You know what I’m deathly afraid of? Well, besides extreme heights and the world of casual dating? Writing about ABC’s Lost, a show that I’ve watched and loved faithfully since the pilot episode a long, windy, patience-testing five seasons ago. When it comes to this blogging thing, the mere thought of discussing the shows vast intricacies and poke-and-hope theories sends chills down my typing fingers, cold sweats only avoided by scribbling my views on Inglourious Basterds or some other shit.
It’s not that I don’t have anything to say about Lost; on the contrary, I could talk heads’ ears off about the J.J. Abrams/Damon Lindelof/Carlton Cuse brainchild if I so chose to, but that’s not the case in terms of the blog thing.
Why? It’s complicated, really.
I have this sharp inkling that even typing an opening paragraph for a Lost dissection piece would open the proverbial flood gates and wash in a tireless, 3,000-word rant that makes little sense and is totally esoteric. Which shouldn’t be a bad thing, honestly, since this is my damn blog and all. I’ve just long subscribed to the stance that Lost is best enjoyed by leaving the show’s vast amount of explanations up to its creators, not myself (or any other fans). Sure, I’m a huge fan of Entertainment Weekly‘s Doc Jensen and his weekly Lost episode analysis, but that’s completely his lane. He kills it, so why try to better his steez?
Here’s the thing, though—-I’d never try. Not even in the slightest, half-assed way. A massive part of my obsession with Lost is never knowing just what in the fuck is going to happen next, or if any loose end will be tied down any time soon, or if we’ll ever truly know what was up with that four-toed statue from the first season? I know, I know…..this season provided a bit more info on that statue, but not enough. All we know now is that the island most likely has a history seeped in hieroglyphics and ancient Egyptian practices, and that statue could be the base of one of those feline-like soldier things that guard the tombs of mummies. Or some shit like that. Who knows.
If I were to sit down and write out my feelings, opinions, and/or questions, the experience of watching a new episode would be forever tainted. It’d become too critical, less neutral fan. I’d be taking notes and recalling past moments while the current episode was still underway. My head could very well pull a Scanners and spray the living room’s walls with crimson coating.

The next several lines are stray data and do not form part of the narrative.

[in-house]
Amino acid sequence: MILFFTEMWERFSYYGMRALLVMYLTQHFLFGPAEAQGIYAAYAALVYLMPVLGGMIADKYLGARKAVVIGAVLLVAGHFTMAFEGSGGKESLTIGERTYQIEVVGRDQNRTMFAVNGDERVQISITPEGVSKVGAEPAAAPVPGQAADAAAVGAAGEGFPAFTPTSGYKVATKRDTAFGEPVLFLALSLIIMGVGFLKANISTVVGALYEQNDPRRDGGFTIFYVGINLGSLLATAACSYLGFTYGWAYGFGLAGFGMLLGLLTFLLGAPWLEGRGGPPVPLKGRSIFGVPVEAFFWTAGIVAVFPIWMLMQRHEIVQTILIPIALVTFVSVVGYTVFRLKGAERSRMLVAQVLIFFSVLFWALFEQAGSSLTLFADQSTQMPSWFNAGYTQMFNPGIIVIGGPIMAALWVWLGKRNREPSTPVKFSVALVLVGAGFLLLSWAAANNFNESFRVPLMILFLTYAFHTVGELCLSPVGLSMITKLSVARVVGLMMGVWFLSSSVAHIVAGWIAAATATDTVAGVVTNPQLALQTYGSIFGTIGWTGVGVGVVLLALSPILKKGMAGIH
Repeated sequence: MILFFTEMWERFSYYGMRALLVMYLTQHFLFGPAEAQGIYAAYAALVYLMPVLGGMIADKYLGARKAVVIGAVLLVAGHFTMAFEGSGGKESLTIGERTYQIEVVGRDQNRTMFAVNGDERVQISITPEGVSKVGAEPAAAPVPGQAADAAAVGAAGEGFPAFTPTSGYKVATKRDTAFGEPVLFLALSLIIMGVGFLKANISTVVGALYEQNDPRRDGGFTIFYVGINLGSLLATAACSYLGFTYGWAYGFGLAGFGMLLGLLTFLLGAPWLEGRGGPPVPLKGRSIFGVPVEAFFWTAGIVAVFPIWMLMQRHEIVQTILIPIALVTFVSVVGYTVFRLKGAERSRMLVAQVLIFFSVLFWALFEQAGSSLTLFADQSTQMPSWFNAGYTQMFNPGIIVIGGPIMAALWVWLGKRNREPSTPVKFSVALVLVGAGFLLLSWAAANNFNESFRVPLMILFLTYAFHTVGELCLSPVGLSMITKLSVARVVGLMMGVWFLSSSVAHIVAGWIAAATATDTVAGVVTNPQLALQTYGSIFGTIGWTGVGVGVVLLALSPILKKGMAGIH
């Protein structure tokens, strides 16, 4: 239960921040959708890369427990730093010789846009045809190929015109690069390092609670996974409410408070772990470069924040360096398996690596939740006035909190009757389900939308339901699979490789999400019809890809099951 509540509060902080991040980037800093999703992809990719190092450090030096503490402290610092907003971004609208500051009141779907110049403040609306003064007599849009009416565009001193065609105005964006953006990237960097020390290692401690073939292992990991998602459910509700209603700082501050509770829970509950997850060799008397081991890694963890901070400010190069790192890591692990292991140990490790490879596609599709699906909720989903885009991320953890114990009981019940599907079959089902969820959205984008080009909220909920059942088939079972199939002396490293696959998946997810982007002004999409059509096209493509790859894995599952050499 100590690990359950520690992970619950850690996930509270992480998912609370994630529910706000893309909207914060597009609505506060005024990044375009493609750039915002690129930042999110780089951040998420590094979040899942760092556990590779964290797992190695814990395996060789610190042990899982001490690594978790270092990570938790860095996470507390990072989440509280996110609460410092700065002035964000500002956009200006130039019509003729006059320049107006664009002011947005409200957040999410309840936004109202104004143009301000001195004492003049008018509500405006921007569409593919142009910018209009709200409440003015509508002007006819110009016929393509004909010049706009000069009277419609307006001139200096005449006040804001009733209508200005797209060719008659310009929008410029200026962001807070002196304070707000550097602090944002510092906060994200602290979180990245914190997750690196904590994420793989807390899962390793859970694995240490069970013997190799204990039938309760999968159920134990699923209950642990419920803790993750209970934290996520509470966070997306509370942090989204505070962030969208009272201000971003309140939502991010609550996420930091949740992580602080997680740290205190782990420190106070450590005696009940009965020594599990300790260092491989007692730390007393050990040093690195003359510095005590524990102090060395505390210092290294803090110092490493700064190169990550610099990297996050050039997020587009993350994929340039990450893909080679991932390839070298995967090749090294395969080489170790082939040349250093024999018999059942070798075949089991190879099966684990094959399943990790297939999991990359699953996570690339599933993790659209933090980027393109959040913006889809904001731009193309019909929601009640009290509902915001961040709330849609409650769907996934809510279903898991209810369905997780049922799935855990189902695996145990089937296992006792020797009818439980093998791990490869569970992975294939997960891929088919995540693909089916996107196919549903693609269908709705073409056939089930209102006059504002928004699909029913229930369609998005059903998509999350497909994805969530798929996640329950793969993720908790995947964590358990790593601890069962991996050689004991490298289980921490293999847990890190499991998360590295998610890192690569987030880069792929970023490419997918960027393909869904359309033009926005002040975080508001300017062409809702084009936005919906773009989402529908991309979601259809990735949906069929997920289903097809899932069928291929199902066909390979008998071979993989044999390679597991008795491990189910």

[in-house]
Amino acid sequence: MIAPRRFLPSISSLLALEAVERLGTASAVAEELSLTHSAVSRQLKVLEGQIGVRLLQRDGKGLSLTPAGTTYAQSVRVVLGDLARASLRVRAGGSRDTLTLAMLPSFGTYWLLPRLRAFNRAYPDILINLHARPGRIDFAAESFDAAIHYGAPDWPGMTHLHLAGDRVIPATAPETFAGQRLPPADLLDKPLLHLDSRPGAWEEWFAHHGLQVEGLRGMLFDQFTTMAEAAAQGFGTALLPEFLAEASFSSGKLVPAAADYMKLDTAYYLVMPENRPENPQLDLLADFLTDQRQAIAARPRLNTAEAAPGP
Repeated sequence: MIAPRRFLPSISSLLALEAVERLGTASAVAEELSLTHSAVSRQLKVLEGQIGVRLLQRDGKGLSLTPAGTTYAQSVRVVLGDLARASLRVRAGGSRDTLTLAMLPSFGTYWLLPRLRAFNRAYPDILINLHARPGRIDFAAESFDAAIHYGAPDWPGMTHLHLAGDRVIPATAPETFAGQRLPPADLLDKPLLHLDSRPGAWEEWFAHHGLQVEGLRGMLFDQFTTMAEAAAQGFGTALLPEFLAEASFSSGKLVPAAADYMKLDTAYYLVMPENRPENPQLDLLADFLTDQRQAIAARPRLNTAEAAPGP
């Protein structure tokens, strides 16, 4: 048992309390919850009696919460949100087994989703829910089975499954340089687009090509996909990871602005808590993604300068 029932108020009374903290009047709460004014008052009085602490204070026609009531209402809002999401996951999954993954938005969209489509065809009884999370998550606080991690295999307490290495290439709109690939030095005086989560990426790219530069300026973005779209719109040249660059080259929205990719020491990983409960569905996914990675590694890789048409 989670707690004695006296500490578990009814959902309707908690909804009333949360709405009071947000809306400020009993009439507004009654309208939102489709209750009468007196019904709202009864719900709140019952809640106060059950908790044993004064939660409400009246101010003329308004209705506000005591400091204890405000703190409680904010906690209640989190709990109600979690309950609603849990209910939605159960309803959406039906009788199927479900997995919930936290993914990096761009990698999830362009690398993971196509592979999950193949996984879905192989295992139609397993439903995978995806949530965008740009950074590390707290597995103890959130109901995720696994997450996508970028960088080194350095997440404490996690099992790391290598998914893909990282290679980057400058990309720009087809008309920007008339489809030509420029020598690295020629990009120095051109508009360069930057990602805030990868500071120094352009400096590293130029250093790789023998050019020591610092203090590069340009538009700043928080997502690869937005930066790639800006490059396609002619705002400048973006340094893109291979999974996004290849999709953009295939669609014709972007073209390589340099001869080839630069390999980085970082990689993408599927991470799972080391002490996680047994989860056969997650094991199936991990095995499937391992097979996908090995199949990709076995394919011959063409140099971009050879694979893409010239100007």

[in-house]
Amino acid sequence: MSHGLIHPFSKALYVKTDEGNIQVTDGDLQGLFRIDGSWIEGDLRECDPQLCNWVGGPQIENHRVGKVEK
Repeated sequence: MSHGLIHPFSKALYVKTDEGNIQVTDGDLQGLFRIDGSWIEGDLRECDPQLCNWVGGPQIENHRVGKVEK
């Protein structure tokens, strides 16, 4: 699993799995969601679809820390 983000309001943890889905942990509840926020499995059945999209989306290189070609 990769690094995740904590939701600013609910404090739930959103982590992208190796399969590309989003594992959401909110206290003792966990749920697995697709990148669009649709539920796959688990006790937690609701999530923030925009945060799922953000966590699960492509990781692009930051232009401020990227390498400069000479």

Simply sitting back, feet on pillow and Twizzlers in hand, and basking in the masterful, complex storytelling at work on Lost week in and week out is more than enough. Taking the ride, placing faith in the writers and producers that they’ll fulfill every promise, close every door, not conclude in a painfully-lame coda. Chatting about the show with my mother and friends is all good, though. Because to avoid doing that would be totally moronic, even a bit psychotic. Not to mention, neurotic. There’s a difference between trading thoughts back and forth with loved ones and actually writing those thoughts down on my own. For me, writing is something special, a cherished means of fancy-tickling that I take oh-so-seriously. To bring Lost into that side of my brain would feel like a recipe for fan-crushing disaster. Similar to how I’d never want to interview Nas, or do a feature on the entire Wu-Tang Clan—–the smallest ounce of bad attitude or no-rapport friction would shatter my love for their art.
This week’s fifth season finale of Lost promises to rape my perceptions yet again, and bless the show for that. There aren’t many guarantees in life, but I switch on ABC for Lost season finales knowing that I’ll be both highly satisfied and left with all new burning inquiries. The answers I’m hoping for this year reciprocate the following:
Is Jacob a real person, or just some supernatural force? If the island blows up, are those on it really dead? Can you die on the island at all? If Jack prevents Oceanic Flight 815 from crashing in the first place, will there still be two versions of each passenger: one that lives back off the island and knows nothing of its existence and the other that’s trapped on the island forever? And can we please get a detailed, final explanation about that damn four-toed stature???
And I can’t forget this last one…..a mystery so grand that it requires it’s own mini-graph: Seriously, where the hell are Rose and Bernard? Time travel-based solution or not, those two lovebirds need to show their faces again soon, because it’s becoming a big-bit ridiculous. Haven’t seen either thespian’s face in any other movies or TV shows as of late. They’re clearly available to work. Give me a flippin’ break already and offer an endgame to their storyline.
As 11pm rolls around this Wednesday night, I’ll potentially have all of those answers, or some, or nada. The saga, nonetheless, will continue for one more season. Once next season draws to a close, though, I’ll surely wish that I had the chance to finally grow a pair of writers’ balls and write about Lost. Such a chance would mean that my Wednesday nights hadn’t lost their true hour-long purpose. Just as Sunday nights haven’t been the same since The Sopranos faded to that polarizing shade of on-screen black.
In closing…..you know what’d be absolutely stellar? If, through one of the show’s time travel ploys, the hardly-used “Naomi” became a series regular for Lost‘s final season. Not that she’s such a dynamic character or anything; I just want to stare at actress Marsha Thomason as much as possible. Sexually-active adults don’t make ’em like this very often:
That smile. Those curves. That nice English accent. She’s like a less accessible, PG-13 version of Mel B.